Matt Hancock appointed UN special envoy to help Covid recovery in Africa
Matt Hancock has announced he has been appointed a special representative to the United Nations. The former health secretary will focus on helping African countries recover from Covid-19.
Hancock said he was “honoured” to have been given the role, adding on Twitter: “I’ll be working with the UN, the UN Economic Commission for Africa to help African economic recovery from the pandemic and promote sustainable development.”
It comes four months after he resigned from his Cabinet role for breaking social distancing rules by kissing and embracing an aide in his office.
According to the UN, African countries face paying more than £300bn to recover from the pandemic.
The UN under secretary general, Vera Songwe, said Hancock’s “success” in handling the UK’s pandemic response was a testament to the strengths he would bring to the role.
In a letter, which Hancock posted on Twitter, Songwe said: “The acceleration of vaccines that has led the UK move faster towards economic recovery is one testament to the strengths that you will bring to this role, together with your fiscal and monetary experience. The role will support Africa’s cause at the global level and ensure the continent builds forward better, leveraging financial innovations and working with major stakeholders like the G20, UK government and Cop26.”
In his acceptance letter, also posted on Twitter, the Conservative MP wrote: “As we recover from the pandemic so we must take this moment to ensure Africa can prosper.”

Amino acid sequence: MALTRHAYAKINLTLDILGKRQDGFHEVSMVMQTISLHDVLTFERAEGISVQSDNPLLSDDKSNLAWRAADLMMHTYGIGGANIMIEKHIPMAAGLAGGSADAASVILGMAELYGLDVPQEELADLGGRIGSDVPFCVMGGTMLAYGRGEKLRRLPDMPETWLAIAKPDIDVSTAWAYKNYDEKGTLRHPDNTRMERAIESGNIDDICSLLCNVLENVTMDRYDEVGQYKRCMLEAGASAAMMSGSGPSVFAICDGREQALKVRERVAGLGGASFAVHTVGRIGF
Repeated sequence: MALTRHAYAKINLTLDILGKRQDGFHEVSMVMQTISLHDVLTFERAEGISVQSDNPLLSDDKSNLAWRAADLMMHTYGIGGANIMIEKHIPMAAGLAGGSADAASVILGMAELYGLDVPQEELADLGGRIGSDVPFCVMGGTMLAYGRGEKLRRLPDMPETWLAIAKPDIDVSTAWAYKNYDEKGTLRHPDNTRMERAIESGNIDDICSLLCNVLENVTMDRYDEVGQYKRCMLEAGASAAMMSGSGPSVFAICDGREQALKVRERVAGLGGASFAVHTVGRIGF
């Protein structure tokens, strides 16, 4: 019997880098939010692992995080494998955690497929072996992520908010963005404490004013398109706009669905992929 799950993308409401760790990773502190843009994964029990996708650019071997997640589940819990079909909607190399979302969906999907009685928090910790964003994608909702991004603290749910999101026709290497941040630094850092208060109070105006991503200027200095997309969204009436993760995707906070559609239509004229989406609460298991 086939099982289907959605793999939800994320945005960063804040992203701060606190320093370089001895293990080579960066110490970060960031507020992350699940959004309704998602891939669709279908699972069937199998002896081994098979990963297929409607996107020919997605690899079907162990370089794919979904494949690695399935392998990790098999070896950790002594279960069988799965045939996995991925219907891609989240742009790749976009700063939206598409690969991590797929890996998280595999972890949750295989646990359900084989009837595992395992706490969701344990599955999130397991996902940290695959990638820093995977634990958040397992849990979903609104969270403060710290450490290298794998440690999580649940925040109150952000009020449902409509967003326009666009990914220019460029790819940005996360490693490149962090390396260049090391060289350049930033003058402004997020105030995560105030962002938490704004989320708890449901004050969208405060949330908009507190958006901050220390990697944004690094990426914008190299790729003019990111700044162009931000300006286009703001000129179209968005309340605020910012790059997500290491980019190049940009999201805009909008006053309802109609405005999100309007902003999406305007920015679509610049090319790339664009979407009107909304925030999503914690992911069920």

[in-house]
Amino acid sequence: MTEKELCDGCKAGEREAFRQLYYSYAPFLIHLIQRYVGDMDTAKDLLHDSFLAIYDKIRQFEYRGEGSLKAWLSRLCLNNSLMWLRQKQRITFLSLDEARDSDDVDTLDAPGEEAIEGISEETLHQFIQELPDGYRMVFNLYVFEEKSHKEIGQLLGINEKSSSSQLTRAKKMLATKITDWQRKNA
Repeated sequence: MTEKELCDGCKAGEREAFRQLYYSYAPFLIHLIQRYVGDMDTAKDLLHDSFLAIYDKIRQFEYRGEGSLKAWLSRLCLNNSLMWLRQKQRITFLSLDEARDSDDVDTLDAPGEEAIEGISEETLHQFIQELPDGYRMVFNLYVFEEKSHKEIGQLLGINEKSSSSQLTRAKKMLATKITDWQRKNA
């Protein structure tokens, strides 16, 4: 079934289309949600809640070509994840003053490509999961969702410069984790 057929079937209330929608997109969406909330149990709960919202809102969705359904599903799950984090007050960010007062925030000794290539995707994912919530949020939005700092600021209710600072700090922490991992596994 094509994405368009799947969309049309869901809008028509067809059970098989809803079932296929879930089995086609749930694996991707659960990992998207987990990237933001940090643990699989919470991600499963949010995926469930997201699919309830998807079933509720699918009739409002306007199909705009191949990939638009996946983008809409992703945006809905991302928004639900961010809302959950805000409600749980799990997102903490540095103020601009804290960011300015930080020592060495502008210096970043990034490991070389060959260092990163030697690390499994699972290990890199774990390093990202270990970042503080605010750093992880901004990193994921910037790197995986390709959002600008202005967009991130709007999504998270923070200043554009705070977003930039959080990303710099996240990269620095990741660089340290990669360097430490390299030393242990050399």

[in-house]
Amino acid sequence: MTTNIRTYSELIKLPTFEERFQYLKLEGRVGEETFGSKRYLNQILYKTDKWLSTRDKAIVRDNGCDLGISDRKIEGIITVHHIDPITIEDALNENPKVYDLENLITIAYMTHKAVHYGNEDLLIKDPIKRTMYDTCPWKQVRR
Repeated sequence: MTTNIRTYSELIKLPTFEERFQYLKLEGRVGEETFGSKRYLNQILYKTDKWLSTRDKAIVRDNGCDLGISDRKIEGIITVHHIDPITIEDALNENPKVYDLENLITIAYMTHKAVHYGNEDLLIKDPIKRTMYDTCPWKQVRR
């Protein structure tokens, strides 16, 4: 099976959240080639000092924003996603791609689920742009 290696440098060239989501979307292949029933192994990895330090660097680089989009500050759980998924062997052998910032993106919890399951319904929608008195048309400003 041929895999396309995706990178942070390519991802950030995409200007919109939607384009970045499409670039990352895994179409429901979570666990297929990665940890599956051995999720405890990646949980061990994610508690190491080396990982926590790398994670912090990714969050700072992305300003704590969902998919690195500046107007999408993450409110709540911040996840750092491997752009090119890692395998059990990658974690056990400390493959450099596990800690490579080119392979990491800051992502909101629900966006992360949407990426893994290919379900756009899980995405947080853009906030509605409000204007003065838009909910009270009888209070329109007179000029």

However, Global Justice Now, which is campaigning for a worldwide jab rollout and has called for vaccine patent waivers, condemned the appointment. Nick Dearden, its director, said: “Matt Hancock helped to block international efforts to allow low and middle-income countries to produce their own Covid-19 vaccines, leading to millions of deaths in the global south. The audacity of this man claiming to help African nations and promote sustainable development is sickening.”
Hancock’s appointment, which will be unpaid, comes as a damning report from MPs was published on how errors and delays by the UK government and scientific advisers cost lives during the pandemic.
The study, from the cross-party science and technology committee and the health and social care committee, said the UK’s preparation for a pandemic was far too focused on flu, while ministers waited too long to push through lockdown measures in early 2020. In a wide-ranging report, MPs said the UK’s planning was too “narrowly and inflexibly based on a flu model” that failed to learn the lessons from Sars, Mers and Ebola.
The former chief medical officer Prof Dame Sally Davies told MPs there was “groupthink”, with infectious disease experts not believing that “Sars, or another Sars, would get from Asia to us”.
Hancock resigned as health secretary in June after leaked CCTV footage showed him kissing an aide, in breach of social distancing rules. Speaking at the time, he said: “The last thing I would want is for my private life to distract attention from the single-minded focus that is leading us out of this crisis.”